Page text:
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January 24, 2003

Thunder Road

Friedrich --

Have you caught any movies lately? The other day, I watched Thunder Road, the Robert Mitchum moonshine-running movie, which I hadn't seen since I was a small kid. Have you seen it lately? It's amazingly interesting, and quite moving. The filmmaking's beyond basic and primitive, but the movie has a real dignity. Easy to see why it was a sensation -- it evidently revived Mitchum's career, and it played for years (years!) in the South, where people felt they'd never seen themselves portrayed so accurately on film.

Mitchum was apparently responsible for a lot of this. He was devoted to the movie and its subject matter -- he co-wrote the script, and co-wrote a couple of songs in the movie too. And I'm told he was fanatical about not allowing the hick/hillbilly characters to be made fun of, or cartoon-ified, or put down. He identified, and felt loyalty towards them; though he was born in Connecticut himself, he'd led a layabout, working-class life for years. There was an ethnic loyalty-thing going on too, I seem to remember; he was (I'm pretty sure) of Scotch-Irish descent, which is what most Southern hill people are.

There's much more respect shown for the values, preferences, tastes and behaviors of regional people than you're used to in movies, let alone studio movies of that period. And more grown-up, dark emotioinal values are allowed to be noticed, and to play an active role in setting the action, the scenes and the narrative. Much quirky/awkward/fascinating behavior work by the actors, and by (so it seems) a fair number of locals who were worked into the cast. It's fascinating simply to watch the faces, and to watch these people set their own rhythms. You realize how seldom you run across a movie that allows its characters to be so thoroughly who they are.

"Thunder Road" has a lot of what's terrific about Renoir's "The Southerner," minus the genius. Some might say that, in art, the genius (or lack of it) is everything. Lord knows it can count for a lot. But, judging from "Thunder Road," other qualities, such as dignity, patience, and respect, can count for an awful lot too.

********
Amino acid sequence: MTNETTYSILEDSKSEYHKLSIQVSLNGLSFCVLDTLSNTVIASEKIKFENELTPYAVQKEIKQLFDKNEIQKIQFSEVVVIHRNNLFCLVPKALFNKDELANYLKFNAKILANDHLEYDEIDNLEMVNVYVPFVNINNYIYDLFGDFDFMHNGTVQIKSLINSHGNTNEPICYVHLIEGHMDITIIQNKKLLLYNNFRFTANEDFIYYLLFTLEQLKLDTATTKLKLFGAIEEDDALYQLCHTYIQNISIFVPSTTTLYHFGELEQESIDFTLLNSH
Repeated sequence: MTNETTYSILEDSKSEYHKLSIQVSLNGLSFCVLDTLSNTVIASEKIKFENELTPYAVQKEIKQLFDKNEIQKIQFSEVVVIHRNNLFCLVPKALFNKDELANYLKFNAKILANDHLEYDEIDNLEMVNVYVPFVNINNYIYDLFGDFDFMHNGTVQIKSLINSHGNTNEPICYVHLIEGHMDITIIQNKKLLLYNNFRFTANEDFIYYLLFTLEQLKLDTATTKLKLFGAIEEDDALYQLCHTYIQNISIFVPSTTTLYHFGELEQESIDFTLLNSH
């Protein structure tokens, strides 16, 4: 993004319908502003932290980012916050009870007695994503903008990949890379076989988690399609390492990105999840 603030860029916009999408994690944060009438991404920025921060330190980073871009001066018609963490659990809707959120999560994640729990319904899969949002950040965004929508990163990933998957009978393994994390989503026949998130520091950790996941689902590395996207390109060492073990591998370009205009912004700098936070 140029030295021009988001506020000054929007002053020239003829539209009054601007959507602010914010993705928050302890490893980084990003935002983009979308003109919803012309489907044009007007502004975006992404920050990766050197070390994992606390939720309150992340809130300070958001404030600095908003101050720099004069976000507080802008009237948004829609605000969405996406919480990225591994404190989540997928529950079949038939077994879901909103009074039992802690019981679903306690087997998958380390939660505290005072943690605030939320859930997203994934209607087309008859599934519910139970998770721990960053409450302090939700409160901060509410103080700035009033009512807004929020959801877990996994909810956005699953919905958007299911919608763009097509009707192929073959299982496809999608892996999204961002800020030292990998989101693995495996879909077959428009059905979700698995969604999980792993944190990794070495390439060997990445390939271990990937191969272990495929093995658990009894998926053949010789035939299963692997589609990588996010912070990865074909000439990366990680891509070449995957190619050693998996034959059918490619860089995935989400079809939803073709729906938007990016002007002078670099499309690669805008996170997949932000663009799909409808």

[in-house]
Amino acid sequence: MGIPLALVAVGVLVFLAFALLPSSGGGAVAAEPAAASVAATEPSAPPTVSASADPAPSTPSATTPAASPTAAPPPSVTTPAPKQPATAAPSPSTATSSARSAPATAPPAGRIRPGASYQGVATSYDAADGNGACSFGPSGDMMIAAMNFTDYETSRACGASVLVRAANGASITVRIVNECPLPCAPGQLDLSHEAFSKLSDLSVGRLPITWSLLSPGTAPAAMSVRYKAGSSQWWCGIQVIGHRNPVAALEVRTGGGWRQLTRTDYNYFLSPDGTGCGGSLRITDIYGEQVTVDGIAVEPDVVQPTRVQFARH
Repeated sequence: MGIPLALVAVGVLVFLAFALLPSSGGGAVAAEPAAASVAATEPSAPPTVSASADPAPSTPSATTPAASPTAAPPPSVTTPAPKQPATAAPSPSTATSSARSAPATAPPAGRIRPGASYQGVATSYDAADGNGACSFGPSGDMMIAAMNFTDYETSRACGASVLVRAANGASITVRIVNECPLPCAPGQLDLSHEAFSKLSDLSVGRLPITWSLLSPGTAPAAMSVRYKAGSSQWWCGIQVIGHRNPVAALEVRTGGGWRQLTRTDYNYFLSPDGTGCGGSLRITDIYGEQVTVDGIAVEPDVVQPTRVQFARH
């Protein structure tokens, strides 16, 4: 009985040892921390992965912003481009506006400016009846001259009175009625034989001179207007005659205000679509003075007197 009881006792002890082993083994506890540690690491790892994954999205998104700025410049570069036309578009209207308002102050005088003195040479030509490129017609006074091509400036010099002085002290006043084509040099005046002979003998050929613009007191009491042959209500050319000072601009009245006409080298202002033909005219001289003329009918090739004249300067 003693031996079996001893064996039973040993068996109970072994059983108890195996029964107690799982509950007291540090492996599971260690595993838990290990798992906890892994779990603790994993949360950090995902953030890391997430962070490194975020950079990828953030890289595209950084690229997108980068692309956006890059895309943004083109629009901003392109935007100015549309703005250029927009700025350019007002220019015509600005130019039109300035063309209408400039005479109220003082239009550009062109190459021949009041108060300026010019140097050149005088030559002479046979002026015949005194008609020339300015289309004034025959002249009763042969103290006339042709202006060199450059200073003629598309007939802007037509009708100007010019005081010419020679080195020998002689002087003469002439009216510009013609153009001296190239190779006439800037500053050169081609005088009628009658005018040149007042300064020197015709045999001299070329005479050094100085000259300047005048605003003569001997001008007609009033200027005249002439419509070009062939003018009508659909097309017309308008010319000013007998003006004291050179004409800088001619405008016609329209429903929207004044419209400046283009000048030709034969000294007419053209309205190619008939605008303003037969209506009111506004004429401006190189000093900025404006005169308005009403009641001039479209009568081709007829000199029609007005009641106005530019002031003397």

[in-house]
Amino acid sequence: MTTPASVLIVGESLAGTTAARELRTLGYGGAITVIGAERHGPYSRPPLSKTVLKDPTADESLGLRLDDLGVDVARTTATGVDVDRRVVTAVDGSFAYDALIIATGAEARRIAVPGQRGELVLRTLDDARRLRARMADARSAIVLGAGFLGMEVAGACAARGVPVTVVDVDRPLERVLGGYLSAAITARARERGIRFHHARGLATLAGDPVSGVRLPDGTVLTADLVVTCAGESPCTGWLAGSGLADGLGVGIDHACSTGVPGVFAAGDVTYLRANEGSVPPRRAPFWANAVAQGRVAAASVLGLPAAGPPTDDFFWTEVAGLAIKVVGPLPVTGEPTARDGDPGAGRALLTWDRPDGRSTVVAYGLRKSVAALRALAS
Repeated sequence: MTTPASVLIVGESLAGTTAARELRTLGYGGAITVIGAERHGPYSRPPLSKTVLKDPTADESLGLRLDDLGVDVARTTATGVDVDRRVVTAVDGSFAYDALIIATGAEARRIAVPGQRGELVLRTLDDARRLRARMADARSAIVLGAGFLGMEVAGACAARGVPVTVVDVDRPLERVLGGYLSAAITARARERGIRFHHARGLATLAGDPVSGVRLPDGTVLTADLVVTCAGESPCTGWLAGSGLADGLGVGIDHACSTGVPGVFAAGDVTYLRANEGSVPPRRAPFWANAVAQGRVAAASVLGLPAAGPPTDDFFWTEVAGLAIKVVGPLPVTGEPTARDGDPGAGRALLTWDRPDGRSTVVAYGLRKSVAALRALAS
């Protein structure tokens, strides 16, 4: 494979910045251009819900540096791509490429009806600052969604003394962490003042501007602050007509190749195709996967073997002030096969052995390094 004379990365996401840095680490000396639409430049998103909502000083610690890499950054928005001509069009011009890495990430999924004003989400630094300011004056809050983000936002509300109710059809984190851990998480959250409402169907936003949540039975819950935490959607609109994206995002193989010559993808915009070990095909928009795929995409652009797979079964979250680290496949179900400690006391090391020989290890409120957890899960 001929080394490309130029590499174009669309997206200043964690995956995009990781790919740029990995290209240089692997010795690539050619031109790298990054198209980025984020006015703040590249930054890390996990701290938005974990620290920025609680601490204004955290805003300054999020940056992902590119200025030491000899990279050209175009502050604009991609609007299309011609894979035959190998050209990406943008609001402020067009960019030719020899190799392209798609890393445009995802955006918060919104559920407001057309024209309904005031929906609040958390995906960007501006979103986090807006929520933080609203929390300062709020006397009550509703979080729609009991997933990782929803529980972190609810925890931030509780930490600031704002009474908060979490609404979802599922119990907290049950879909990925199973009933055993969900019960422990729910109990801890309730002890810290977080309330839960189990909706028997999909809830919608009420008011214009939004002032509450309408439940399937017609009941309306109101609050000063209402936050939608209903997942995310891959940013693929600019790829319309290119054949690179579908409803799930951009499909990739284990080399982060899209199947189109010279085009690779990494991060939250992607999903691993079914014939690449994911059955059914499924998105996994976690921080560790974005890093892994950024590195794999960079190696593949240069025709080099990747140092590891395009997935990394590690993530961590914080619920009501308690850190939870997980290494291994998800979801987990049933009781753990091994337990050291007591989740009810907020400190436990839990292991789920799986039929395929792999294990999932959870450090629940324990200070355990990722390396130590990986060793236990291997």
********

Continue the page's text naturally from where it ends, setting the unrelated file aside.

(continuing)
posted by Michael at January 24, 2003


Horrifyingly, I've never seen Thunder Road. However, to respect the memory of my own hillbilly--er, I mean, Scotts Irish--ancestors, I will run out and rent it forthwith.

By the way, you may remember what people in the Revolutionary War era had to say about the Scots-Irish: they kept the commandments of God, and anything else they could get their hands on.

Aren't you a little Scotts Irish yourself?

Posted by: Friedrich von Blowhard on January 24, 2003 11:38 AM

Yep. A quarter of so, I think. Did I realize that you have some whiskey -- er, Scots-Irish blood -- in you? The large family once gathered in Western Pennsylvania for a reunion. We found a school and a bridge with our name on them, and a few headstones. The Scotch (Scots? I've heard it both ways) Irish were well-known for whiskey, country music, and being generally kinda anti-government and crabby -- remember the Whiskey Rebellion? I think it was the first uprising against the new American government in the late 1700s. Scotch-Irish, baby.

Hey, a thesis-topic idea for some Film Studies geek: The Scotch-Irish Cinema. It might be a very quick viewing list: "Thunder Road." And what other films? An early Walter Hill or two? Maybe that Jonathan Demme/Corman thing, "Fighting Mad"? There's probably an easy title or two that are escaping me. I could be hallucinating, but I think Buster Keaton was part Scotch-Irish, wasn't he?

Posted by: Michael Blowhard on January 24, 2003 11:55 AM

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